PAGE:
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ENGL 100: Drama, Film, and Society

Professor Pierre Hecker - Fall 2021

The Basics

As you're writing:

When you refer to someone else's words or ideas, include a citation at the end of the sentence that has the author's last name and a page number or page numbers, all enclosed in parentheses just before the period. So, for example, (Franke 15). This refers to the 15th page of Franke's book, the full entry for which is included at the end of the paper in the Works Cited section.

Works Cited:

When you make your bibliography it should be alphabetical by author last name, and it should use a "hanging indent" so that the first line lines up with the left-hand margin but the second and subsequent lines are indented half an inch (which I can't do here in this guide). The whole bibliography should be double spaced with no extra space between entries.

More detailed instructions are available here, but here are examples of the most common things you'll be citing.


Johnson, Roberta. Gender and Nation in the Spanish Modernist Novel. Vanderbilt UP, 2003.


Piper, Andrew. “Rethinking the Print Object: Goethe and the Book of Everything.” PMLA, vol. 121, no. 1,  Jan. 2006, pp. 124-38. JSTOR,

Chapters or Essays in a Book:

First cite the author and title of the smaller work, and then add the information for the larger work that contains the small work.

Copeland, Edward. “Money.” The Cambridge Companion to Jane Austen, edited by Copeland and Juliet McMaster, Cambridge UP, 1997, pp. 131-48.


Note that in this example, the optional original date of publication is included, as well as several people in the Other Contributors category. If you were studying a particular person associated with the work, that person could be listed in the Author position, like so: "Capra, Frank, director."

It’s a Wonderful Life. 1946. Directed by Frank Capra, Performance by James Stewart et al., Republic, 2001.

Bloedel, Peter, director. “BLC Theatre Presents Hamlet by William Shakespeare.” YouTube, 20 August 2013,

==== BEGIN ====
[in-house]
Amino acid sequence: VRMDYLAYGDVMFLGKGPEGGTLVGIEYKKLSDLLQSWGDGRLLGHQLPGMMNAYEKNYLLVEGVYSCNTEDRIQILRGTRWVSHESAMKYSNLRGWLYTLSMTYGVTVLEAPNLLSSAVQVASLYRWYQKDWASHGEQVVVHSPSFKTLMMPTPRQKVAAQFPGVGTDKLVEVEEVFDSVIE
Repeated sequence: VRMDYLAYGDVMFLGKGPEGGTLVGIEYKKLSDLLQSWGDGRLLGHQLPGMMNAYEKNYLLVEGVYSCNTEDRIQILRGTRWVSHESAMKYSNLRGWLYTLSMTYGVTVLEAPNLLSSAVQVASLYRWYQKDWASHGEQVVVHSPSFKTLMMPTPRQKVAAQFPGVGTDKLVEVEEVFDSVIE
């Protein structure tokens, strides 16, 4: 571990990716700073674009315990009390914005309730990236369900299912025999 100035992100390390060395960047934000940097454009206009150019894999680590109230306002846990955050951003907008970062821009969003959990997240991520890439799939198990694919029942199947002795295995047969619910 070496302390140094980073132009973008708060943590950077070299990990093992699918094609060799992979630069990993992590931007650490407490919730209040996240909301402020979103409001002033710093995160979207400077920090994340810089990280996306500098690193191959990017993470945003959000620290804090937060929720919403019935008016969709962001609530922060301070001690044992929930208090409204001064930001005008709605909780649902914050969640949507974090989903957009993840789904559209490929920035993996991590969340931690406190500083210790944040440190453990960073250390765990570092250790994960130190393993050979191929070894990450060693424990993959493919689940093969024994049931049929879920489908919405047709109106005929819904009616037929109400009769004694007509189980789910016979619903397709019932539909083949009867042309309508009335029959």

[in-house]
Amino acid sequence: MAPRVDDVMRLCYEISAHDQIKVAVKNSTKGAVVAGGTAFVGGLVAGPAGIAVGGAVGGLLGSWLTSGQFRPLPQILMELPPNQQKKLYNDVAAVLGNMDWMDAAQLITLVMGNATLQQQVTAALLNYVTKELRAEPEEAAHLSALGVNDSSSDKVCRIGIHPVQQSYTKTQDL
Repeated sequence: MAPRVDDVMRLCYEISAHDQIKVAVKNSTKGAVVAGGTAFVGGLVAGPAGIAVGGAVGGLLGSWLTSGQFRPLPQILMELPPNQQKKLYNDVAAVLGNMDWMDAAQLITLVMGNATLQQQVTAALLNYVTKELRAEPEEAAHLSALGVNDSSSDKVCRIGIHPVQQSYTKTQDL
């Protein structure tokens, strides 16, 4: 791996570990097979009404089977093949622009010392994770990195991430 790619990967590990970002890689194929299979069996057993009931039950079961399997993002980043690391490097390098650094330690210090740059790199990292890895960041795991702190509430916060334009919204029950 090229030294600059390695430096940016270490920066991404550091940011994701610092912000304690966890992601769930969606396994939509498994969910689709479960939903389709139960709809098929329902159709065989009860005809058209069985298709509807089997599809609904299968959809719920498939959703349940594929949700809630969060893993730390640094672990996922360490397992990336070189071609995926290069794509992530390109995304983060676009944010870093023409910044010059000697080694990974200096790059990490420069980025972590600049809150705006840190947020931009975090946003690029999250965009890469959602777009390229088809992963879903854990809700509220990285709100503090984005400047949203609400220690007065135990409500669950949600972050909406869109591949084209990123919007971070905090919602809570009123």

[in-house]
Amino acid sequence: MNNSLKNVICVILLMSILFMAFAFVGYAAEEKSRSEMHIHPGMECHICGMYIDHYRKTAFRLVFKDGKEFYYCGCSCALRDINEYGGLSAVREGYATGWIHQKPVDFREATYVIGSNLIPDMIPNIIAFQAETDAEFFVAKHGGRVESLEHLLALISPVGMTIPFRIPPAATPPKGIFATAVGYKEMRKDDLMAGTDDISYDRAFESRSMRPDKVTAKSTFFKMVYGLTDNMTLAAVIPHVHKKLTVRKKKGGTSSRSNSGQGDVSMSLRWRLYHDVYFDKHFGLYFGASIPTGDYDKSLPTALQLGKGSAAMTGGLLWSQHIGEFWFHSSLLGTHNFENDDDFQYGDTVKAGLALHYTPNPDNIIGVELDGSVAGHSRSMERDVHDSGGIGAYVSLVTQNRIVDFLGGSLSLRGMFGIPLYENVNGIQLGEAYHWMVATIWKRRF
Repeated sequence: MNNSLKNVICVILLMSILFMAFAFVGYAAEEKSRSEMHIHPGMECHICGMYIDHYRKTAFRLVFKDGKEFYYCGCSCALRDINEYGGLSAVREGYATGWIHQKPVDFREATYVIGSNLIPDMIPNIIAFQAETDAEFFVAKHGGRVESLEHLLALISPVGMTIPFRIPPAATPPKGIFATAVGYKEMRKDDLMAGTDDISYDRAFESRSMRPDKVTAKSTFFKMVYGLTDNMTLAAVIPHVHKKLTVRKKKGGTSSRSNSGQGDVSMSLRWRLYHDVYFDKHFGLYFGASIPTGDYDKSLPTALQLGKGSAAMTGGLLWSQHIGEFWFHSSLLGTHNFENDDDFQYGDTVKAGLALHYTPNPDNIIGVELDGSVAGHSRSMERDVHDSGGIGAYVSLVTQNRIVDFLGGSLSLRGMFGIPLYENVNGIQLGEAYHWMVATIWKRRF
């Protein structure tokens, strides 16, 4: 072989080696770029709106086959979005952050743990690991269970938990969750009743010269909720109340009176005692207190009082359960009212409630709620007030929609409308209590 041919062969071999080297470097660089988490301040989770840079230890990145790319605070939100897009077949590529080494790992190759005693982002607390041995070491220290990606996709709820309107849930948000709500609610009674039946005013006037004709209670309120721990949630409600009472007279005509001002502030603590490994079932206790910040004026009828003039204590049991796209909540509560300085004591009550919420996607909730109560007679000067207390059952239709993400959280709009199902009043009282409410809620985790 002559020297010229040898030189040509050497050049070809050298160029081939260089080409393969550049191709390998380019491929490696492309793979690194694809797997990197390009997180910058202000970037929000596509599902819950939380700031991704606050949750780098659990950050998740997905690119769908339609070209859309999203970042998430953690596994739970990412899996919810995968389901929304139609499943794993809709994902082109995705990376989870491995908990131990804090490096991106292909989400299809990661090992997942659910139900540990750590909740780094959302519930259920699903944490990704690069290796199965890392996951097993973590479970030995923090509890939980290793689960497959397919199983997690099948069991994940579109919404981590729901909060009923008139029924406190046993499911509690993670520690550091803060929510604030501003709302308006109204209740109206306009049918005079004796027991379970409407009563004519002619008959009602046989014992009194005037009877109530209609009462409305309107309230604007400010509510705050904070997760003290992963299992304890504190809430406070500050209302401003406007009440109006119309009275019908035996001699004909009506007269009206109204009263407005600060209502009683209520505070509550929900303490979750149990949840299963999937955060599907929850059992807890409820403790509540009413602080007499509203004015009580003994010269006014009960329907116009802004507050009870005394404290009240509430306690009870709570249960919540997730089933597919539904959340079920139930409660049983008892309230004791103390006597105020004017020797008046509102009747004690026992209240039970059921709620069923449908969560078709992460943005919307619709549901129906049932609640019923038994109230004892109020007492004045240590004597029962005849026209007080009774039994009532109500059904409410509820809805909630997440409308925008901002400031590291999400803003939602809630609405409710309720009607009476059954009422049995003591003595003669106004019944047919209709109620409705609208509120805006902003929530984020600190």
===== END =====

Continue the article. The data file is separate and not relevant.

Live Performances:

If you were studying a particular person associated with the work, that person could be listed in the Author position with that person's contribution listed, like so: "Sher, Antony, actor." Marlowe's name might then move to the spot after the title like so: "Written by Christopher Marlowe, directed by Terry Hands."

Marlowe, Christopher. Tamburlaine the Great. Directed by Terry Hands, Swan Theatre, Stratford-on-Avon, 5 Oct. 1992.

Interview or Audio Commentary on a DVD:

Note that in the first example the title is in quotation marks because that is the name the author gave it. In the second and third examples the interview had no given title, so we present a brief description without quotation marks instead.

Blanchett, Cate. "In Character with: Cate Blanchett." Notes on a Scandal, Directed by Richard Eyre, Fox Searchlight, 2006.

Olivier, Laurence. Interview by Kenneth Tynan. Richard III, Directed by Laurence Olivier, 2004, The Criterion Collection,

Verbinski, Gore and Johnny Depp. Audio Commentary. Pirates of the Caribbean: The Curse of the Black Pearl, Buena Vista Home Entertainment, 2004.

Shakespeare plays:

In Shakespeare, you'll cite the play as if it were a book (if it is published on its own) or as if it were a chapter in a book (if it's published as part of a collection of plays all in a single volume). But then in the text of your paper you'll cite act, scene, and line numbers rather than page numbers. The standard formula is (Name/Title Act.Scene.Line) where the "identifier" is likely only necessary sometimes. If it's clear from your paragraph that you're talking about a Shakespeare play, and if you're only citing one play in your paper, you won't need the Name/Title. If you're citing one play and it's not clear from your paragraph that you're citing Shakespeare, you'd include "Shakespeare" there. If you're citing multiple Shakespeare plays in your paper, you should include the title of the play there.

Example 1 (no play title needed): Shakespeare's line "To sleep: perchance to dream" opens the possibility that death may not be pleasant (III.i.68).

Example 2 (play title needed):  Shakespeare's line "To sleep: perchance to dream" opens the possibility that death may not be pleasant (Hamlet III.i.68).